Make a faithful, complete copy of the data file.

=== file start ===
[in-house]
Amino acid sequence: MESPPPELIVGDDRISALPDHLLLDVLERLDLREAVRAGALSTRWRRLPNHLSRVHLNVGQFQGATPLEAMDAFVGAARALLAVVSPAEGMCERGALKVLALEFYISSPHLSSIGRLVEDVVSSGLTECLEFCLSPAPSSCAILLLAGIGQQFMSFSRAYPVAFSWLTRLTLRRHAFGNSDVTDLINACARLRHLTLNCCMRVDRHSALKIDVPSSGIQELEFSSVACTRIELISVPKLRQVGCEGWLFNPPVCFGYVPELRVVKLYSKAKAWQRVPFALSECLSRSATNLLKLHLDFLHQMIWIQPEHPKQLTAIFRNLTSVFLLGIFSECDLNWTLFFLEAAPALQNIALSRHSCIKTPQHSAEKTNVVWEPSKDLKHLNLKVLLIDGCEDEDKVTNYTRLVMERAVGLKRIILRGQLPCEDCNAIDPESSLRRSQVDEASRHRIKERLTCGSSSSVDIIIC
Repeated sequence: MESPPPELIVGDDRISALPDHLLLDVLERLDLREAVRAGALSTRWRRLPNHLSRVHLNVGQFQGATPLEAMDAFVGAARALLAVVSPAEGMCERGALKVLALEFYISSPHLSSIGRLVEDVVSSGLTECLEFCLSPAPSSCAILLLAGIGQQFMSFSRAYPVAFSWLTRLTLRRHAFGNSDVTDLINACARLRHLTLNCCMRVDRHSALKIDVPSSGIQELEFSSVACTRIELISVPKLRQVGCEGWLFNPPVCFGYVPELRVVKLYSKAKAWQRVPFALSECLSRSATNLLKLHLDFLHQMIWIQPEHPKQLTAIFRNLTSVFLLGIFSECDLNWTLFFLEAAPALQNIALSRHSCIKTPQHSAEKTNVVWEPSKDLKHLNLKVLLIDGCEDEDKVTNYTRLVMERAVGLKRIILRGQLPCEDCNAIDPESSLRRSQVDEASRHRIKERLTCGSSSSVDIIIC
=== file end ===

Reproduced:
[in-house]
Amino acid sequence: MESPPPELIVGDDRISALPDHLLLDVLERLDLREAVRAGALSTRWRRLPNHLSRVHLNVGQFQGATPLEAMDAFVGAARALLAVVSPAEGMCERGALKVLALEFYISSPHLSSIGRLVEDVVSSGLTECLEFCLSPAPSSCAILLLAGIGQQFMSFSRAYPVAFSWLTRLTLRRHAFGNSDVTDLINACARLRHLTLNCCMRVDRHSALKIDVPSSGIQELEFSSVACTRIELISVPKLRQVGCEGWLFNPPVCFGYVPELRVVKLYSKAKAWQRVPFALSECLSRSATNLLKLHLDFLHQMIWIQPEHPKQLTAIFRNLTSVFLLGIFSECDLNWTLFFLEAAPALQNIALSRHSCIKTPQHSAEKTNVVWEPSKDLKHLNLKVLLIDGCEDEDKVTNYTRLVMERAVGLKRIILRGQLPCEDCNAIDPESSLRRSQVDEASRHRIKERLTCGSSSSVDIIIC
Repeated sequence: MESPPPELIVGDDRISALPDHLLLDVLERLDLREAVRAGALSTRWRRLPNHLSRVHLNVGQFQGATPLEAMDAFVGAARALLAVVSPAEGMCERGALKVLALEFYISSPHLSSIGRLVEDVVSSGLTECLEFCLSPAPSSCAILLLAGIGQQFMSFSRAYPVAFSWLTRLTLRRHAFGNSDVTDLINACARLRHLTLNCCMRVDRHSALKIDVPSSGIQELEFSSVACTRIELISVPKLRQVGCEGWLFNPPVCFGYVPELRVVKLYSKAKAWQRVPFALSECLSRSATNLLKLHLDFLHQMIWIQPEHPKQLTAIFRNLTSVFLLGIFSECDLNWTLFFLEAAPALQNIALSRHSCIKTPQHSAEKTNVVWEPSKDLKHLNLKVLLIDGCEDEDKVTNYTRLVMERAVGLKRIILRGQLPCEDCNAIDPESSLRRSQVDEASRHRIKERLTCGSSSSVDIIIC